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Royal Commonwealth Society : Church Missionary Society glass negatives and lantern slides

Church Missionary Society

Royal Commonwealth Society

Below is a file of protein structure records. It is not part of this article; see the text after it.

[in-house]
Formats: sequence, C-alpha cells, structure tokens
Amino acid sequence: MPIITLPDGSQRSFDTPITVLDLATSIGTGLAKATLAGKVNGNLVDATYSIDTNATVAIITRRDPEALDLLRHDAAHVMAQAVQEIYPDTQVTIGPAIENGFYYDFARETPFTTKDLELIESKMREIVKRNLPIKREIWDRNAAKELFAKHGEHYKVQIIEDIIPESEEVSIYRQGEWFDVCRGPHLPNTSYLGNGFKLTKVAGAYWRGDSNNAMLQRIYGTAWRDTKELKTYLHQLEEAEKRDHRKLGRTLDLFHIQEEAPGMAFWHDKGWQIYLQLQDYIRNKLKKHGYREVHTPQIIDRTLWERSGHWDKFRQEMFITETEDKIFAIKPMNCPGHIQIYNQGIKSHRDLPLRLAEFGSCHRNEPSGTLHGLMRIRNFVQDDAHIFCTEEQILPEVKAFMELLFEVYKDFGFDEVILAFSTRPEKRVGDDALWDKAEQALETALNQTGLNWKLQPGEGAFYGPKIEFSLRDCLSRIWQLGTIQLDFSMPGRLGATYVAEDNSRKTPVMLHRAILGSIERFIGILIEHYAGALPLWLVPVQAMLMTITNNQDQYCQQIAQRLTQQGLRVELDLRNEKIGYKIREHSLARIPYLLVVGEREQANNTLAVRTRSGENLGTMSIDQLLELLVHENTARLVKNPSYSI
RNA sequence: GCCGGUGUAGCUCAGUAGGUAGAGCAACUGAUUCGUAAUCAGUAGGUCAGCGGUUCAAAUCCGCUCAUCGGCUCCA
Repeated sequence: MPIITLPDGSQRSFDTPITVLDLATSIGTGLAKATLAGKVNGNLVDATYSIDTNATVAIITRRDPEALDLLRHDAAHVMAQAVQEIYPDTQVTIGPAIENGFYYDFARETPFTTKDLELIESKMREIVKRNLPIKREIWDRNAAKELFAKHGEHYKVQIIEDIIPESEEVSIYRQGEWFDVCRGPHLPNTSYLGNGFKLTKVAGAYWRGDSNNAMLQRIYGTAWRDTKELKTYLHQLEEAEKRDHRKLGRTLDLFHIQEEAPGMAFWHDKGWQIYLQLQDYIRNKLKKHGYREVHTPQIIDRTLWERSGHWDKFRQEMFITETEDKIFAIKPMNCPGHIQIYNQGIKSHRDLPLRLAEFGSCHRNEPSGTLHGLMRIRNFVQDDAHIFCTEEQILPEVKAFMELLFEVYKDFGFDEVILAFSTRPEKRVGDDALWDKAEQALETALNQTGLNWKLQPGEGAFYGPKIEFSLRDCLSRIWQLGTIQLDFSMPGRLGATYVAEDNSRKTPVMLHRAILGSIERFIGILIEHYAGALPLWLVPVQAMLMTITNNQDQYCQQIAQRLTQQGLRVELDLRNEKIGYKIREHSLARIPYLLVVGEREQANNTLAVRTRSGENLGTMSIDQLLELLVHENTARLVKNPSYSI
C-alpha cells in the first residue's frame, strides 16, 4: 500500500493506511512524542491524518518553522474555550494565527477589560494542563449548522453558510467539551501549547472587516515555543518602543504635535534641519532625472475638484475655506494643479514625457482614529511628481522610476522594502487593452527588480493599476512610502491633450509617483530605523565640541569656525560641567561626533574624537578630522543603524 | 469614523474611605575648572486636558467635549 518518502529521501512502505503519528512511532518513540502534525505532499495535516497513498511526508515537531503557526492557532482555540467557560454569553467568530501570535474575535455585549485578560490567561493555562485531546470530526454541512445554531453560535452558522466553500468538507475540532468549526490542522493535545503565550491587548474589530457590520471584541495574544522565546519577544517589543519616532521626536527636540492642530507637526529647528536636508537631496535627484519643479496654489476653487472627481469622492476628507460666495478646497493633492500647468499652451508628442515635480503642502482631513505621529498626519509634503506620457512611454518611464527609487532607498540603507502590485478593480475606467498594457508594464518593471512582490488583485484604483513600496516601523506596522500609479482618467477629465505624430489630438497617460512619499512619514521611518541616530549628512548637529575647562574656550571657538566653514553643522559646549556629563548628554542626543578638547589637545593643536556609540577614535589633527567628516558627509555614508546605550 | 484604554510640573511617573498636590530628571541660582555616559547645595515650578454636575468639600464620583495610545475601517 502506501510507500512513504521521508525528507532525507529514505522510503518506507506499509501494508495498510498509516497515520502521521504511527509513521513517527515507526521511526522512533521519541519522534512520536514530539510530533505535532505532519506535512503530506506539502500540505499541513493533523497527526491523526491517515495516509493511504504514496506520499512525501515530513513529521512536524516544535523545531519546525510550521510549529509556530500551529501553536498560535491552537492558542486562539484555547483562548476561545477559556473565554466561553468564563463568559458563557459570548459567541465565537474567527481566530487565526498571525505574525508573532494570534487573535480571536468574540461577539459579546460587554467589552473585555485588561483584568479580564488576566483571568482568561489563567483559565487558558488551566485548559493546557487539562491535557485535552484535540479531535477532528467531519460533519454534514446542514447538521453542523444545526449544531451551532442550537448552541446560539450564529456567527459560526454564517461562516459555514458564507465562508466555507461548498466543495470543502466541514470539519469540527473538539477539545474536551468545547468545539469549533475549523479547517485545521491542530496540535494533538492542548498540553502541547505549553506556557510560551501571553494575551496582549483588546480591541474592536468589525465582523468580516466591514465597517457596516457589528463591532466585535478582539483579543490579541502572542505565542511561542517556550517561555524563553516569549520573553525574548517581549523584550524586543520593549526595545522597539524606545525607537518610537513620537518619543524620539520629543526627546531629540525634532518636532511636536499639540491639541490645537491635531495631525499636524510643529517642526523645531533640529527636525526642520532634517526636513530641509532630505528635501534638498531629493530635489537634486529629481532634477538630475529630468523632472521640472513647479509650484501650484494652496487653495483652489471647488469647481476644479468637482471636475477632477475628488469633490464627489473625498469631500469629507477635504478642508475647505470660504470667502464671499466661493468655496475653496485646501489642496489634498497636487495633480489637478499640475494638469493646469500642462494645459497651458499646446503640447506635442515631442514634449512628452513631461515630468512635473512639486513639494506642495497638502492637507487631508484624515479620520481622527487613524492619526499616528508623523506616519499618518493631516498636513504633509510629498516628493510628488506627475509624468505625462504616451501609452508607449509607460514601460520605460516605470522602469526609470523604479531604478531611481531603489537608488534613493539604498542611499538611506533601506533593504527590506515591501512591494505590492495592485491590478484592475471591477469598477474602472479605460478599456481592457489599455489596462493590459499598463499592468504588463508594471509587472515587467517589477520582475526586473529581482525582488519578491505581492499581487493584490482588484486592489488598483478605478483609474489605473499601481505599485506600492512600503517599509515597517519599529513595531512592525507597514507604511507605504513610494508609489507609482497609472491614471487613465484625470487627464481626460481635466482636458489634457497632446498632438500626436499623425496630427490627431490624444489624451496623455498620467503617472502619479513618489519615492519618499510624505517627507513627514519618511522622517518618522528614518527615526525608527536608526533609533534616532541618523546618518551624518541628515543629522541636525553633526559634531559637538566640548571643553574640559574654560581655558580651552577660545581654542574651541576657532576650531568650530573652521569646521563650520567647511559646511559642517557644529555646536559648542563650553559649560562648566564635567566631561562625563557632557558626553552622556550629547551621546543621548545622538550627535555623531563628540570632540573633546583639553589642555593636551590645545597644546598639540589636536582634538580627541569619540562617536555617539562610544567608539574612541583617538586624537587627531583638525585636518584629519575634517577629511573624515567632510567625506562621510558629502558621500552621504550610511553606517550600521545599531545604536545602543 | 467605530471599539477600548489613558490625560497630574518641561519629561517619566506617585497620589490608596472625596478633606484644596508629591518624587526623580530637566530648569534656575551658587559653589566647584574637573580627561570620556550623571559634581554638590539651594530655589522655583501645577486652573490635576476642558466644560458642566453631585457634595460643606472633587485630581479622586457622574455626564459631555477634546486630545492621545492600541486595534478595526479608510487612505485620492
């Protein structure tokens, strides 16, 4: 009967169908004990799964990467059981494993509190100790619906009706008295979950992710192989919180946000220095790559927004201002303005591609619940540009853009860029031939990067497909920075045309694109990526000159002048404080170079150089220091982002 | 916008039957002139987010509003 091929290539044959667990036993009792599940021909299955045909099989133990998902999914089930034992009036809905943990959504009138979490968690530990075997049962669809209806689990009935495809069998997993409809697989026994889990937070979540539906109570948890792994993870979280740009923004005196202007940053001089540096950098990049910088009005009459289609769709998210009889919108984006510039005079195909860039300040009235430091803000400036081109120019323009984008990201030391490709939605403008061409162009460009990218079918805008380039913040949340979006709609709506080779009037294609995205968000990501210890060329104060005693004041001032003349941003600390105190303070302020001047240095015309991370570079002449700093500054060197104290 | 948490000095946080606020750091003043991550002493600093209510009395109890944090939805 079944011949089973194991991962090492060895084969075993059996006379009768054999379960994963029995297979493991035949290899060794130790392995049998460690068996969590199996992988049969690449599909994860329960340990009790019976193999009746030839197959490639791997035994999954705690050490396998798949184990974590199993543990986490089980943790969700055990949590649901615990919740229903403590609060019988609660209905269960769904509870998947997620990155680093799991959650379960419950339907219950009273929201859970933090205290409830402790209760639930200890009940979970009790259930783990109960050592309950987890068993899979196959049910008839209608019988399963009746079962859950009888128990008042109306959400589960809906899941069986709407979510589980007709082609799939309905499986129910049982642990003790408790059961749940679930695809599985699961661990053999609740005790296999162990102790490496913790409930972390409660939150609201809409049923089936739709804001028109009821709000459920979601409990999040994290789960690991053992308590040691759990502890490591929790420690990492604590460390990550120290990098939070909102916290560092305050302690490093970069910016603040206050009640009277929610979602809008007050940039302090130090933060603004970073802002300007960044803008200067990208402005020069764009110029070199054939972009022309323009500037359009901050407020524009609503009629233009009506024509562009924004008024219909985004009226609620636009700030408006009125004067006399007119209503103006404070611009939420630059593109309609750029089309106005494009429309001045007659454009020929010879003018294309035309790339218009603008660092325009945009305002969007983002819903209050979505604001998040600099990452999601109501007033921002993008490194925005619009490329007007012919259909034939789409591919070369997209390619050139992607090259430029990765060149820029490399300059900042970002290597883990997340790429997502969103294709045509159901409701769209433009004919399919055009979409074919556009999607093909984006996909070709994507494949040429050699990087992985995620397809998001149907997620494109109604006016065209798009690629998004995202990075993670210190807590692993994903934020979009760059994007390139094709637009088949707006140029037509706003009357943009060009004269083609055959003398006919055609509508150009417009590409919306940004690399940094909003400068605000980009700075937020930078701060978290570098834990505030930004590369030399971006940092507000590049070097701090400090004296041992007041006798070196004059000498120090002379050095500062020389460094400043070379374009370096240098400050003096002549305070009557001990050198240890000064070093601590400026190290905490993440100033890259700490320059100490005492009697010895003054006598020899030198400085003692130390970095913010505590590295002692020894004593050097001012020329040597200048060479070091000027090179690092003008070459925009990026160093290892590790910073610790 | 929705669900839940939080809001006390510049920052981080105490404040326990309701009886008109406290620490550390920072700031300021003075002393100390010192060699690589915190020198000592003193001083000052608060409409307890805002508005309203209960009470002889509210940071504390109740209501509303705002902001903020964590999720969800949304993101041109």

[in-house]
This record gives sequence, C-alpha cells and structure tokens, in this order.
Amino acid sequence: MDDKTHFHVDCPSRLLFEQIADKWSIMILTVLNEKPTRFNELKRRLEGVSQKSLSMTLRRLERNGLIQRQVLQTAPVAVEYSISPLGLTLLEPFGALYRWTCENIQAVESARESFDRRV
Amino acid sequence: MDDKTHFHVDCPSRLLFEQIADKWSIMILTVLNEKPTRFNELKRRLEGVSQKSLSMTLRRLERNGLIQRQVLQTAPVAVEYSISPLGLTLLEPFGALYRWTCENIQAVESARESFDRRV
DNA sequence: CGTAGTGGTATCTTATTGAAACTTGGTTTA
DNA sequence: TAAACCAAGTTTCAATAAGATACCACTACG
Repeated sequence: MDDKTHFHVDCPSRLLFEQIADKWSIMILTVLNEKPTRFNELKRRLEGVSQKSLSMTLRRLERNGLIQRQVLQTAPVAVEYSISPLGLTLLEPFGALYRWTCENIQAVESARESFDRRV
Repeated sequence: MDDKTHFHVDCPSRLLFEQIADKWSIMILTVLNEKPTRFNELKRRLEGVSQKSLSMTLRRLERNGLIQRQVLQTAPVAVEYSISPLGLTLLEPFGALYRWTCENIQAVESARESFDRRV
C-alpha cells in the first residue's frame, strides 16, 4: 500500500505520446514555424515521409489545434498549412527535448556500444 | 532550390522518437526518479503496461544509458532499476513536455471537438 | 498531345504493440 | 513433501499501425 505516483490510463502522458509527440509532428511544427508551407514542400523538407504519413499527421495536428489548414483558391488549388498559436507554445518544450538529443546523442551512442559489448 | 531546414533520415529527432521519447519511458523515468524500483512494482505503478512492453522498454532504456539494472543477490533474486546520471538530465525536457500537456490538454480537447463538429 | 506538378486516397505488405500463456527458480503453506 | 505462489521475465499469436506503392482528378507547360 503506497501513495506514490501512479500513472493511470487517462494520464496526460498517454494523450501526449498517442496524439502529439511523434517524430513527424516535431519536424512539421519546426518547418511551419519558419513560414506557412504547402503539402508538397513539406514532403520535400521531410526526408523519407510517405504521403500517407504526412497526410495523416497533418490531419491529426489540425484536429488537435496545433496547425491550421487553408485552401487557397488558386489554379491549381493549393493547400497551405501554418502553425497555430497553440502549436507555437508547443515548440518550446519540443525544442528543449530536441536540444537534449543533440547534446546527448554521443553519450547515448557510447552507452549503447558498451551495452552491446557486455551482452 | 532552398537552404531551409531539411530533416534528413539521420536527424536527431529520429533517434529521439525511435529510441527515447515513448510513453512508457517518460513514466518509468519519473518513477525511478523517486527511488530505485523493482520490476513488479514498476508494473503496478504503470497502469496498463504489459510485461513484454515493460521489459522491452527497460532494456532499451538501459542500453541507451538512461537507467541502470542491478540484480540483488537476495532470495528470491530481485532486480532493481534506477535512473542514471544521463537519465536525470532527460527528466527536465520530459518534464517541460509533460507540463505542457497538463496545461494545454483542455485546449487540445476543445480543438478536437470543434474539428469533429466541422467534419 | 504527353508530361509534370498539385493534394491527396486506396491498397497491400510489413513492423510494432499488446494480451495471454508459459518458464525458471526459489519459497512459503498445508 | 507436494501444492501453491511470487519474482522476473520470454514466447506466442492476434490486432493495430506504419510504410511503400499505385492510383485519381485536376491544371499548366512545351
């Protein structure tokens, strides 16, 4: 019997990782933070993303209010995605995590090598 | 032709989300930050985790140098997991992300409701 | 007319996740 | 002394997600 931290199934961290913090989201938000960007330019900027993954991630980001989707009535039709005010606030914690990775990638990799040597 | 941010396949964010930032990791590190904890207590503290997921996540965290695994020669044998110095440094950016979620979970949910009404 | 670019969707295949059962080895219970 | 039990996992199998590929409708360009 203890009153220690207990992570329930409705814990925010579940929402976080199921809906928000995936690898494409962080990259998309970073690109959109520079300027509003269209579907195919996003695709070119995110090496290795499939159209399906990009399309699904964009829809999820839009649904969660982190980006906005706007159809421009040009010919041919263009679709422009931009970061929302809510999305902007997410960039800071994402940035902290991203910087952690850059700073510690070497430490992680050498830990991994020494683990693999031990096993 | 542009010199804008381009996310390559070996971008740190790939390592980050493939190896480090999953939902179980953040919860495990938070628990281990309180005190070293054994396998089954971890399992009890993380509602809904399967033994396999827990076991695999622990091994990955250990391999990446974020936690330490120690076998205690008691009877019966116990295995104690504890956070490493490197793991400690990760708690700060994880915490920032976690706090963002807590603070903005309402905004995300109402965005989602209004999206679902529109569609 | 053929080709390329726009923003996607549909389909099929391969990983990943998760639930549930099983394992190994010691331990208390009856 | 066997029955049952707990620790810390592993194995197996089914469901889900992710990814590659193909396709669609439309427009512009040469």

<p style='text-align: justify;'><p>Little is known of the provenance of the Church Missionary Society glass negatives CMS 18-22 and glass lantern slides CMS 24-35. They may have been produced to illustrate talks given by the CMS upon its missionary work. CMS 24 appears to be a commercial set of slides relating to Africa generally and is not the work of the society. The glass negatives and slides were unsorted when presented to the RCS in 1988. Some of the negatives had titles written upon the slide, but most were uncaptioned. They were re-organised along rough geographical lines and those without captions were given brief descriptive titles. Very little is known about many of the peoples, subjects and places depicted in the slides. The RCS will be grateful for any assistance to identify them more accurately. This may be achieved by research in the CMS’s periodicals including ‘Church Missionary Gleaner’, ‘Church Missionary Intelligencer’ and their successors, which reproduced photographs, and the society's archives which are held by the Cadbury Research Library, University of Birmingham.</p><p>The Church Missionary Society was established in 1799 as a Christian evangelical missionary organisation and counted among its founders William Wilberforce, John Venn and Charles Simeon. The overseas mission work of CMS began in Sierra Leone in 1804 and expanded rapidly thereafter. In Africa the CMS's involvement has been concentrated in Sierra Leone, Nigeria, Kenya, Tanzania, Uganda, Congo, Rwanda and Sudan; in Asia, the society's activity has largely been in India, Pakistan, Sri Lanka, China and Japan; and in the Middle East, it was active in Palestine, Jordan, Iran and Egypt. Much of its photograph collection documents the CMS's role in running schools, colleges, medical missions, hospitals and agricultural projects.</p></p>

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